Italy stuck in political limbo, prospect of early election grows

ROME: Italy might need early elections to overcome a political impasse, government officials said on Friday, after Prime Minister Mario Draghi tendered his resignation in the wake of a mutiny by a coalition partner.

President Sergio Mattarella rejected Draghi’s resignation on Thursday and asked him to address parliament next week to get a clearer picture of the political situation.

If unity cannot return swiftly to government ranks, the only alternative would be for an election to be called in the autumn, Foreign Minister Luigi Di Maio said, warning that an early vote would be welcomed by Russia, but would damage Italy’s economy.

“If Draghi falls, we vote,” he told RTL radio, adding that without a fully functioning government in the coming months, Italy would risk losing billions of euros in European Union post-pandemic recovery funds and would not be able to enact measures to combat climbing energy costs.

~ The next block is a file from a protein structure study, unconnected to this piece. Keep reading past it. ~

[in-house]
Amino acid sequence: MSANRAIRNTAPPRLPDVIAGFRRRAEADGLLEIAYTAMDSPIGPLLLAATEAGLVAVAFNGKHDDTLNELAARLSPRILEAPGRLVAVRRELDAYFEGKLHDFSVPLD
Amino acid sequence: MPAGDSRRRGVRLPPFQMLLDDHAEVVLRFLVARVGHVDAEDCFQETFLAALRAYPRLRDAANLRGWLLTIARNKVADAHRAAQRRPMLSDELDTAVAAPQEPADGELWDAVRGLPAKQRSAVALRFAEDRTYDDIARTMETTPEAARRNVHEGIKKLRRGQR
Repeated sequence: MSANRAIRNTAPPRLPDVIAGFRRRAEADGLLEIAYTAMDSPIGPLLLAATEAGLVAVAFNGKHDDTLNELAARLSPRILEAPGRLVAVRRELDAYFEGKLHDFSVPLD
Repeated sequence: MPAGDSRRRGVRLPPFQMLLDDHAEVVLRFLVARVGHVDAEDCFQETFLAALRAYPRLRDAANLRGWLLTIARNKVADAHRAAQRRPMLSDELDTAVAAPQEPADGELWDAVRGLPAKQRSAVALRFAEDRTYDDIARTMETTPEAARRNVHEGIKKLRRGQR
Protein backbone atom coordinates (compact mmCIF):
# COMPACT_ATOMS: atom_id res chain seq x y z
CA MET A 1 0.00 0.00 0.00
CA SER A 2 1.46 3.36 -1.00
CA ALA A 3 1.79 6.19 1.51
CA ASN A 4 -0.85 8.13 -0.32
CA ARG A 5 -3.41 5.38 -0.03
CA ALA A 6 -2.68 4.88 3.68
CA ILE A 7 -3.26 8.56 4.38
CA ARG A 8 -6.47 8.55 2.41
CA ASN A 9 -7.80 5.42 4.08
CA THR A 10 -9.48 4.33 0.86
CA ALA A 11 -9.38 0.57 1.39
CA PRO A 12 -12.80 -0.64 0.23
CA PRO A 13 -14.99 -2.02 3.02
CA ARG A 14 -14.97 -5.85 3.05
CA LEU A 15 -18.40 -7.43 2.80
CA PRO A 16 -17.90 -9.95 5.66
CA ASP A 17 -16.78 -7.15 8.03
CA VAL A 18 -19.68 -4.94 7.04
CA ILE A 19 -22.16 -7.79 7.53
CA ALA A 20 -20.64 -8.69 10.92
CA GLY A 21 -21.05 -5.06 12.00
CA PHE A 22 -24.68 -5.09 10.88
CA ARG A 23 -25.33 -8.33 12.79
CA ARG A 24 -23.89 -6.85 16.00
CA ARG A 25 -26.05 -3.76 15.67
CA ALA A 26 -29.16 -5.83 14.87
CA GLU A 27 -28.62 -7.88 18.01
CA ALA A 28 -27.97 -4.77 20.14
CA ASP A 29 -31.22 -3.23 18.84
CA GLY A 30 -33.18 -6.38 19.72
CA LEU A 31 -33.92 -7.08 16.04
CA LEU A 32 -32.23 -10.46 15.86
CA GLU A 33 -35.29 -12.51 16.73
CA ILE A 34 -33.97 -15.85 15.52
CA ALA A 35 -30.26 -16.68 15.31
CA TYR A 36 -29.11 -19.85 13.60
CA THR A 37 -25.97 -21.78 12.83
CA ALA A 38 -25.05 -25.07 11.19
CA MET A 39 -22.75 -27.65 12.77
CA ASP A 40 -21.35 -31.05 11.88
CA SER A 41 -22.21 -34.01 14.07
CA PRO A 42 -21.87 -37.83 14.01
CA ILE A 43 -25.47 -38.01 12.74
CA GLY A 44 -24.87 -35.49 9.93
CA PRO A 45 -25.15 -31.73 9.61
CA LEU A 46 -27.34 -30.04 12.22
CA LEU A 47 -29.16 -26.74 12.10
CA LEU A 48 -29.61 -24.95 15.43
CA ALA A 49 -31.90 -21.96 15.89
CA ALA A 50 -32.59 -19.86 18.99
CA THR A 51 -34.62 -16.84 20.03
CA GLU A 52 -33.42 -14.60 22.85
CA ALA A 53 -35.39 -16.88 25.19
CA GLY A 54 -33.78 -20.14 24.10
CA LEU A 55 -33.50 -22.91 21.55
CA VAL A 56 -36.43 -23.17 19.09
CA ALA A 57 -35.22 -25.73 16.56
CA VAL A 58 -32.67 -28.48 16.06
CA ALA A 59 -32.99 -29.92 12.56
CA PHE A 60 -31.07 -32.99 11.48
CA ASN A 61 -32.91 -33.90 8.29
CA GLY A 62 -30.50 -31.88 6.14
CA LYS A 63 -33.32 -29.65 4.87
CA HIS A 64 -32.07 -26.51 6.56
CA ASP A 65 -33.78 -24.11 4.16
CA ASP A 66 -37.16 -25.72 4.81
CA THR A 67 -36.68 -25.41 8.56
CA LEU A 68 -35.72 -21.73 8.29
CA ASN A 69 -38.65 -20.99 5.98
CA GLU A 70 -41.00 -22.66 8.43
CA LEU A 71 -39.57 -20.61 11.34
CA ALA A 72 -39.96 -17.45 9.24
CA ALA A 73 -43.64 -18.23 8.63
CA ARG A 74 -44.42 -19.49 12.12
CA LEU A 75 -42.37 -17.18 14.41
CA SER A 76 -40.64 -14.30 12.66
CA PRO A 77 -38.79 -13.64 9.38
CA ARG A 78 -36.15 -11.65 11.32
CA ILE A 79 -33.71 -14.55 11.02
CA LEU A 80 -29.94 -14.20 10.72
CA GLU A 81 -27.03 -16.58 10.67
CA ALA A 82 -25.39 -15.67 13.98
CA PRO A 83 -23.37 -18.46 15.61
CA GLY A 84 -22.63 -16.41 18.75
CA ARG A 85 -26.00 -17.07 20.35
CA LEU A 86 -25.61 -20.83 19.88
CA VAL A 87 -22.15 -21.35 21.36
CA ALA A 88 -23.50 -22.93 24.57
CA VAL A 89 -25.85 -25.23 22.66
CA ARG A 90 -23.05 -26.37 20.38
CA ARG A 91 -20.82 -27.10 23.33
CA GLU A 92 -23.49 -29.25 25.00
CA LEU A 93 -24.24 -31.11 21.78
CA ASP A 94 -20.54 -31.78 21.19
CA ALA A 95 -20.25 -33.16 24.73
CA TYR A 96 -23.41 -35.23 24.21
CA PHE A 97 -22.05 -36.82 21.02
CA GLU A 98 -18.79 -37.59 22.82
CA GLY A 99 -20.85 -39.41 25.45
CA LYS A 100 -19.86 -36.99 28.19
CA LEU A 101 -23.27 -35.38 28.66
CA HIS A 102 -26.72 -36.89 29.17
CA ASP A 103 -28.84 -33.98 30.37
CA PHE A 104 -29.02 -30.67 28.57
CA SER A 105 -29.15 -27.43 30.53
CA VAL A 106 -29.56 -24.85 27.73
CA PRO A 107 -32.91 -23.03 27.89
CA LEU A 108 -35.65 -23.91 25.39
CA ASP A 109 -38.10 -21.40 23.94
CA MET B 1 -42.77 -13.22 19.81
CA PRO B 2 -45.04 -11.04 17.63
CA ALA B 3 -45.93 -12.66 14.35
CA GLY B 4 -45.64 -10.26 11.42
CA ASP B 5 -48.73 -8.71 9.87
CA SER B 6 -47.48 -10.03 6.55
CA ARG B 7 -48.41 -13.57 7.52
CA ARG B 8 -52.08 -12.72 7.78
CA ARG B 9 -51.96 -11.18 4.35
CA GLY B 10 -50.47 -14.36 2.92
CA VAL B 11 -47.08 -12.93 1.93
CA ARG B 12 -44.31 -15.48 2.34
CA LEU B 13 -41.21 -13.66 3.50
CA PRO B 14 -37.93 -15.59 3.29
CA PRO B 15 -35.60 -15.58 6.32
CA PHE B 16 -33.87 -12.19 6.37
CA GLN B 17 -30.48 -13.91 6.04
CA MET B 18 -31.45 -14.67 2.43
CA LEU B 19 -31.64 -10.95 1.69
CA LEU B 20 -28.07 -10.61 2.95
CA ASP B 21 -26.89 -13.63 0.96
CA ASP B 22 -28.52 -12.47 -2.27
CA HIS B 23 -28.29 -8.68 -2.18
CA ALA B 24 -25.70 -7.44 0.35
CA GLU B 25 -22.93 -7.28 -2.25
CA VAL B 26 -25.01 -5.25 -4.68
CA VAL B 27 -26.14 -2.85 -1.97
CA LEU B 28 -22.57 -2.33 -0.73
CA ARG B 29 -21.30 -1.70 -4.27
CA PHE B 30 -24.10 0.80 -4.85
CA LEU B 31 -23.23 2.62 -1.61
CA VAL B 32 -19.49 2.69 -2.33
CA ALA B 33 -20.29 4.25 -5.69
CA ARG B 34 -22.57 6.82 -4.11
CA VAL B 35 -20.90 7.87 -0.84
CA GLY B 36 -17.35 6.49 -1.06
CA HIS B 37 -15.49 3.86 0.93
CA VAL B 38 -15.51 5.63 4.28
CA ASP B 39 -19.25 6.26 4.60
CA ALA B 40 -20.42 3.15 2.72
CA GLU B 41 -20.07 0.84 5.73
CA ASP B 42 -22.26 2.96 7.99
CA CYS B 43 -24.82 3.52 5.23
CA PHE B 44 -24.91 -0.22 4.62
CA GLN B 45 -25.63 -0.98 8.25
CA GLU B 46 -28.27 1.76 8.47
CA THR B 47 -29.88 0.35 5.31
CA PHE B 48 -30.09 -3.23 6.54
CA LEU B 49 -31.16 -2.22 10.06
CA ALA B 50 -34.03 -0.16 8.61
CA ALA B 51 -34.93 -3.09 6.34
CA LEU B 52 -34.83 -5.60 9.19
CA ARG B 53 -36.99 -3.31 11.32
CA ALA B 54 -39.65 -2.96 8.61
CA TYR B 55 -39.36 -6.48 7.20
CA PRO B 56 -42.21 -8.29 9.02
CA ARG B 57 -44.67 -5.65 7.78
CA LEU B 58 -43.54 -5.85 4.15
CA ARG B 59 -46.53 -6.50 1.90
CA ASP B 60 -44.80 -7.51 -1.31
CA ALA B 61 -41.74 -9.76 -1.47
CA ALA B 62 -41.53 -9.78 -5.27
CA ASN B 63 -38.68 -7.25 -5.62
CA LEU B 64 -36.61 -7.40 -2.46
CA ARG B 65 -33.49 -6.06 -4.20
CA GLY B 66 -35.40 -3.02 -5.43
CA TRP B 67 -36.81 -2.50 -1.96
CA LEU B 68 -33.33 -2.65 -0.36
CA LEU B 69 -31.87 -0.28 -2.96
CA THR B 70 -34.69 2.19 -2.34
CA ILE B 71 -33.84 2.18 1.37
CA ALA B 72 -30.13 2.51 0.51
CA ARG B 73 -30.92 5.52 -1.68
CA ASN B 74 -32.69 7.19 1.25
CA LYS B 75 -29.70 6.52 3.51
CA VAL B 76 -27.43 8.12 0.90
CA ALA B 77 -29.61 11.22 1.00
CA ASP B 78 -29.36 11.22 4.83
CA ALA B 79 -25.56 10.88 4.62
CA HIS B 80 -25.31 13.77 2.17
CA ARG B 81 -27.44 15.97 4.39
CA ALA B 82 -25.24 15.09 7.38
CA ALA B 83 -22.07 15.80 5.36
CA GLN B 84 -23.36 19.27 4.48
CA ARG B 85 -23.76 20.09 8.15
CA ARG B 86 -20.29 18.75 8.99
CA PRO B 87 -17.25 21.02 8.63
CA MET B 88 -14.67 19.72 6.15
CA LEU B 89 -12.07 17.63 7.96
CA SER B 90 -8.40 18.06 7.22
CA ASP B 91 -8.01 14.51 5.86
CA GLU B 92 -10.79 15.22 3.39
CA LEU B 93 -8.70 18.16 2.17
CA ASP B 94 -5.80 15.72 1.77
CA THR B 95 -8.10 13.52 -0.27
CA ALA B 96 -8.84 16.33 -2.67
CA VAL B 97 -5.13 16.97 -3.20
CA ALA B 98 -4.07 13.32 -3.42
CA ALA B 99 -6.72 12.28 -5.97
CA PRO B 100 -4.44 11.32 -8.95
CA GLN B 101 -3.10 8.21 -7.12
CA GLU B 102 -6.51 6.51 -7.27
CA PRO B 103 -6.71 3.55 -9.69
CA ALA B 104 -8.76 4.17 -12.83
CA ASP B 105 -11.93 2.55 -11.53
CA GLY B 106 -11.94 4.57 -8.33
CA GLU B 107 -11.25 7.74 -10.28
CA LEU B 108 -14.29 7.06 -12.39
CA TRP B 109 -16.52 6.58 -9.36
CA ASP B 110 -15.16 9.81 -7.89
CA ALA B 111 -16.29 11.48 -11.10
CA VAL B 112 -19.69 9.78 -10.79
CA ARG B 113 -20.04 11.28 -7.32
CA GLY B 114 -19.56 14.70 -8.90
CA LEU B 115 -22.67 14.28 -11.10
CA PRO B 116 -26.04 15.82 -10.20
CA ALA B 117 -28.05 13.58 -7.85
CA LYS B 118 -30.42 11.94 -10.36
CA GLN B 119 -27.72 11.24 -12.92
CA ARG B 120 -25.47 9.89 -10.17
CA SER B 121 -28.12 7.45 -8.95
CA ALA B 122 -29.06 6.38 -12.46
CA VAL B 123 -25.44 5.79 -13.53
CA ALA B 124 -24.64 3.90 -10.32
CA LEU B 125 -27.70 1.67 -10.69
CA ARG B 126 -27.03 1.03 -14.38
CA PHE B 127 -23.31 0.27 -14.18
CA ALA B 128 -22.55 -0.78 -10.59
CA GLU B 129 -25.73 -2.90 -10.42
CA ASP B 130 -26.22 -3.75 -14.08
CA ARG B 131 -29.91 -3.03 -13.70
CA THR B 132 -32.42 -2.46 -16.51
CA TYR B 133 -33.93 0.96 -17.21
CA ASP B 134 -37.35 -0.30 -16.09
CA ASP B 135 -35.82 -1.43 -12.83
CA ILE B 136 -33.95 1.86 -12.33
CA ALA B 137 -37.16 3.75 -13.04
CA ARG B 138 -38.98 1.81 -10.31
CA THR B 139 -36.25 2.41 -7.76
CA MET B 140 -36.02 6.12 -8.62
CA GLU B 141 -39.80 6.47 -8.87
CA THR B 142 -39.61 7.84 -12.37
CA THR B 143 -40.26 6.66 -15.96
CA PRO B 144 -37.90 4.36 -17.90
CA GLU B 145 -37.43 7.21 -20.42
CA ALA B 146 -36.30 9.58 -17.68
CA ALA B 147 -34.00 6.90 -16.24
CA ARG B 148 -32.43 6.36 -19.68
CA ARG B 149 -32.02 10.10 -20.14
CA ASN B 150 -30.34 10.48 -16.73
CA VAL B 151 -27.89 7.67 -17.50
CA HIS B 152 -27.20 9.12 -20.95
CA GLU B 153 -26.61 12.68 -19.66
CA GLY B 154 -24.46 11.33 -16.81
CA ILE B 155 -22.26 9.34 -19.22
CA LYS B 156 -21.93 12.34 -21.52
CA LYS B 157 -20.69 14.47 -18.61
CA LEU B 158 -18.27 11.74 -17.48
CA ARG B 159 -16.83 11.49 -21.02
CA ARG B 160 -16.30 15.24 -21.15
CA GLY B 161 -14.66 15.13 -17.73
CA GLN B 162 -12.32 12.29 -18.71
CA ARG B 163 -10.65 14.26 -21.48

“The Draghi government and the coalition that supported it must continue, but right now I see it as very, very difficult.”

Draghi’s 18-month-old government was thrown into turmoil by the populist 5-Star Movement, which boycotted a parliamentary confidence motion on Thursday on Draghi’s plans to tackle the growing cost of living, arguing they did not go far enough.


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